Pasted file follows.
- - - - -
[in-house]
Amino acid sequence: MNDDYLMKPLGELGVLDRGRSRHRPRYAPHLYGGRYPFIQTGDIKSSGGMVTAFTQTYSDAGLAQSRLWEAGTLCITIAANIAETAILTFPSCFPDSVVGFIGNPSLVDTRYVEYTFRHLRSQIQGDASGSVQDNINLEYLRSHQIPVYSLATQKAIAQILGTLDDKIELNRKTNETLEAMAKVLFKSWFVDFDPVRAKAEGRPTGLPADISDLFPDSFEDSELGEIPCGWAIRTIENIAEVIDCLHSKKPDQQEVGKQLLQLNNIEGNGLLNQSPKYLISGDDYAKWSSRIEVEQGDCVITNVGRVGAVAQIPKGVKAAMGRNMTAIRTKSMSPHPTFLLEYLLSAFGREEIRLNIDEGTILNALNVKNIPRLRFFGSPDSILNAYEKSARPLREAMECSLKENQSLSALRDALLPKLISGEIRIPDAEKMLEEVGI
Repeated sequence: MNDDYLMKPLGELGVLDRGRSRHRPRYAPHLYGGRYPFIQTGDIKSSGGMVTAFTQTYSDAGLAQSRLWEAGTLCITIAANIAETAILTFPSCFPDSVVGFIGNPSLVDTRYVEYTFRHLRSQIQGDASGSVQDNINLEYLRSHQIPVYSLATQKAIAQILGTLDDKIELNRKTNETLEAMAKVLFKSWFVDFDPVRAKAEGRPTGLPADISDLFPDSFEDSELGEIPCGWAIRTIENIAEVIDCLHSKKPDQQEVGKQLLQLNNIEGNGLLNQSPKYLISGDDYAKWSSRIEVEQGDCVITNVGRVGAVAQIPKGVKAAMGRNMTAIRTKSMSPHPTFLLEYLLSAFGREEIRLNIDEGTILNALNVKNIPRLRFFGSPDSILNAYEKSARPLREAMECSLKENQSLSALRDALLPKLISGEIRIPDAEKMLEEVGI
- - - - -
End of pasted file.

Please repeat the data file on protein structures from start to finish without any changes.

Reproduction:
[in-house]
Amino acid sequence: MNDDYLMKPLGELGVLDRGRSRHRPRYAPHLYGGRYPFIQTGDIKSSGGMVTAFTQTYSDAGLAQSRLWEAGTLCITIAANIAETAILTFPSCFPDSVVGFIGNPSLVDTRYVEYTFRHLRSQIQGDASGSVQDNINLEYLRSHQIPVYSLATQKAIAQILGTLDDKIELNRKTNETLEAMAKVLFKSWFVDFDPVRAKAEGRPTGLPADISDLFPDSFEDSELGEIPCGWAIRTIENIAEVIDCLHSKKPDQQEVGKQLLQLNNIEGNGLLNQSPKYLISGDDYAKWSSRIEVEQGDCVITNVGRVGAVAQIPKGVKAAMGRNMTAIRTKSMSPHPTFLLEYLLSAFGREEIRLNIDEGTILNALNVKNIPRLRFFGSPDSILNAYEKSARPLREAMECSLKENQSLSALRDALLPKLISGEIRIPDAEKMLEEVGI
Repeated sequence: MNDDYLMKPLGELGVLDRGRSRHRPRYAPHLYGGRYPFIQTGDIKSSGGMVTAFTQTYSDAGLAQSRLWEAGTLCITIAANIAETAILTFPSCFPDSVVGFIGNPSLVDTRYVEYTFRHLRSQIQGDASGSVQDNINLEYLRSHQIPVYSLATQKAIAQILGTLDDKIELNRKTNETLEAMAKVLFKSWFVDFDPVRAKAEGRPTGLPADISDLFPDSFEDSELGEIPCGWAIRTIENIAEVIDCLHSKKPDQQEVGKQLLQLNNIEGNGLLNQSPKYLISGDDYAKWSSRIEVEQGDCVITNVGRVGAVAQIPKGVKAAMGRNMTAIRTKSMSPHPTFLLEYLLSAFGREEIRLNIDEGTILNALNVKNIPRLRFFGSPDSILNAYEKSARPLREAMECSLKENQSLSALRDALLPKLISGEIRIPDAEKMLEEVGI